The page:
1.1. Statement of Problem

Quality assurance of schools is primarily done for the improvement of quality education, accountability, and transparency. In recent years, the Kwara State government through ministry of Education and hanuman capital development initiated quality assurance parameters in terms of human resource maintenance, data management, and using of counterpart funding received from the Universal Basic Education Commission purposely to improve the observed decline in the standard of education. Surprisingly, the effort seems not to have improved the situation as expected by the stakeholders.    

Consequently, upon this, teachers’ motivation has continued and consistently be at its lowest ebb and in turns/hitherto slow down the pace at which their professional duties are discharged in the school, thereby having serious and negative implications on the education system. By and large, for the public junior secondary school to be sound, strong, and of a high standard, teachers’ motivation needs to be given the serious consideration it deserves. It, therefore, becomes necessary to investigate quality assurance parameters (human resource maintenance, funding, and data management) as predicators of teachers’ motivation in public junior secondary schools in Kwara State.

1.2. Purpose of the Study

The general purpose of this study was to examine quality assurance parameters as predictors of teachers’ motivation in public junior secondary schools in Kwara State.

  1. What is the level of teachers’ motivation in public junior secondary schools in Kwara State?
  2. Investigate the joint prediction of quality assurance parameters on teachers’ motivation in public junior secondary schools in Kwara State.
  3. Examine the prediction of each of the quality assurance parameters (funding, human resource maintenance, and data management) of teachers’ motivation in public junior secondary schools in Kwara State.

1.3. Research Questions

Based on the research objectives, one research question was raised to guide the conduct of this study.

  1. What is the level of teachers’ motivation in public junior secondary schools in Kwara State?

1.4. Hypotheses

For the purpose of achieving the research objectives, the following null hypotheses were formulated and tested at a 0.05 significance level.
Ho1: There is no significant prediction of each of the quality assurance parameters on teachers’ motivation in public junior secondary schools in Kwara State.
Ho2: There is no significant joint prediction of quality assurance parameters on teachers’ motivation in public junior secondary schools in Kwara State.

2. RESEARCH METHODOLOGY

2.1. Research Design

In this study, the research design adopted was a descriptive survey of correlation type. Orodho (2009) described a descriptive survey of correlation type as an attempt used by the researcher to collect data from members of a population in order to determine the current status of that population concerning one or more variables without manipulations. In line with the research, this design was considered more appropriate because it enables the researcher to obtain systematic and valid information from a representative sample to investigate quality assurance parameters as the independent variable and of teachers’ motivation as the dependent variable.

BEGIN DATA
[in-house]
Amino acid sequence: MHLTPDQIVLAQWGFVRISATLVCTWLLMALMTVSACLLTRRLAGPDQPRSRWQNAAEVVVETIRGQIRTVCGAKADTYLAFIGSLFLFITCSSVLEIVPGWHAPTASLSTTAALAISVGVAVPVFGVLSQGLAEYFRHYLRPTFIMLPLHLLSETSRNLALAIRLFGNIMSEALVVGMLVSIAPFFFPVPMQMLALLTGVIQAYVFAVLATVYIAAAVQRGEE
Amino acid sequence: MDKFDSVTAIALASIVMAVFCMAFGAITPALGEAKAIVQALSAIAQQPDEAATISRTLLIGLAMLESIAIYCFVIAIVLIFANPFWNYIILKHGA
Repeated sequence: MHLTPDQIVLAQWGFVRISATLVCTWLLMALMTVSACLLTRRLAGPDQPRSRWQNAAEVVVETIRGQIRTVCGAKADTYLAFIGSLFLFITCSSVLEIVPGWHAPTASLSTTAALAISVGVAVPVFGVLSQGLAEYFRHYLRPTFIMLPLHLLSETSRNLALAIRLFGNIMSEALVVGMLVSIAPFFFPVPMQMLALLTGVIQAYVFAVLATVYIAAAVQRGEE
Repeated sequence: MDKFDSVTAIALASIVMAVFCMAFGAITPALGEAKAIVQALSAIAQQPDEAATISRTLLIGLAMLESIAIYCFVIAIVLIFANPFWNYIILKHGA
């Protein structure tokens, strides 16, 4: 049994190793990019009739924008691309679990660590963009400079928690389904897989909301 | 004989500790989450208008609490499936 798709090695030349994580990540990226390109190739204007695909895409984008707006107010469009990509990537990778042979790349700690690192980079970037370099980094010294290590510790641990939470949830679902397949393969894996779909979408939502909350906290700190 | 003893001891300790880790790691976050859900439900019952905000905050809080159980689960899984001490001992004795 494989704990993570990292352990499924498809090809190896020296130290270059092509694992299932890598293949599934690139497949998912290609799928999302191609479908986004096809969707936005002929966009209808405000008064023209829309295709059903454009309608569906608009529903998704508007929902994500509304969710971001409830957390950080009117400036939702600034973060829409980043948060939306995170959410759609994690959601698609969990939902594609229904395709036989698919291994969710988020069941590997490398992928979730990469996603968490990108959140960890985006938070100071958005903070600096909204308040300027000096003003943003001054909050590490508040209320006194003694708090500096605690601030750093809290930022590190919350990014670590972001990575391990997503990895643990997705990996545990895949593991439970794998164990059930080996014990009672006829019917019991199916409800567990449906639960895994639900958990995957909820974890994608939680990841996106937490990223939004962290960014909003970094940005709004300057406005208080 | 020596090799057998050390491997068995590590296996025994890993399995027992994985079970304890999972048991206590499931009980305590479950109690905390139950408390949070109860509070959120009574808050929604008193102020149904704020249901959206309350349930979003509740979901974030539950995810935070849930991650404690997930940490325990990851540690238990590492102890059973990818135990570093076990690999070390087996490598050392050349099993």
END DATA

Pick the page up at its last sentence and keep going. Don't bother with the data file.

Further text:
2.2. Population of the Study

Population refers to the entire group of people, events, or things of interest that the researcher wishes to investigate (Sekaran & Bougie, 2010). Consequently, the population of the study comprised all the 9,527 teachers in 464 public junior secondary schools in Kwara State (Kwara State Ministry of Education and Human Capital Development Annual School Census Report, 2018/2019).

2.3. Sample and Sampling Techniques

The sample for this study comprised the 392 teachers selected from 49 public junior secondary schools in Kwara State. These samples were selected through the use of the multistage sampling technique. First, a proportionate sampling technique was used to select seven LGAs across the three senatorial districts in the State, Kwara South (3), Kwara central (2), and Kwara North (2). In the second stage, a systematic random sampling technique was used to select seven schools from each of the sampled LGAs. In the last stage, a simple random sampling technique was used to select eight teachers from each school.

2.4. Instrumentation

To achieve the purpose of this study, one research instrument was carefully designed by the researcher in line with the research purposes for the collection of data in this study. The research instruments are: Quality Assurance Parameters and Motivation Questionnaire” (QAPMQ). The QAPMQ has two sections (A and B).  Section ‘A’ contained information on teachers’ demographic variables such as: gender, area of specialization, and highest qualification. Section ‘B’ contained information on quality assurance parameters patterned on four points modified Likert Scale format ranging from 4 points for Excellent (E), 3 points for Very Good (VG), 2 points for Good (G), and 1 point for Fair (F) respectively.        

2.5. Validity of the Instruments

To accomplish the validity of the QAPMQ, its initial draft was given to three experts in Educational Management Department, Faculty of Education, Obafemi Awolowo University, Ile-Ife for necessary inputs and corrections so that the instrument captures the intended variables which it purports to measure for face and content validity. This was done in line with Zohrabi (2013) who stated that validity of the instrument is ensured by a panel of education experts who are judges or lecturers rating of suitability and clarity of each item and evaluates its fitness in the definition of the construct. In this regard, the researcher ensured that all the identified inputs and corrections in the QAPMQ were incorporated in the final draft before they were administered to the respondents.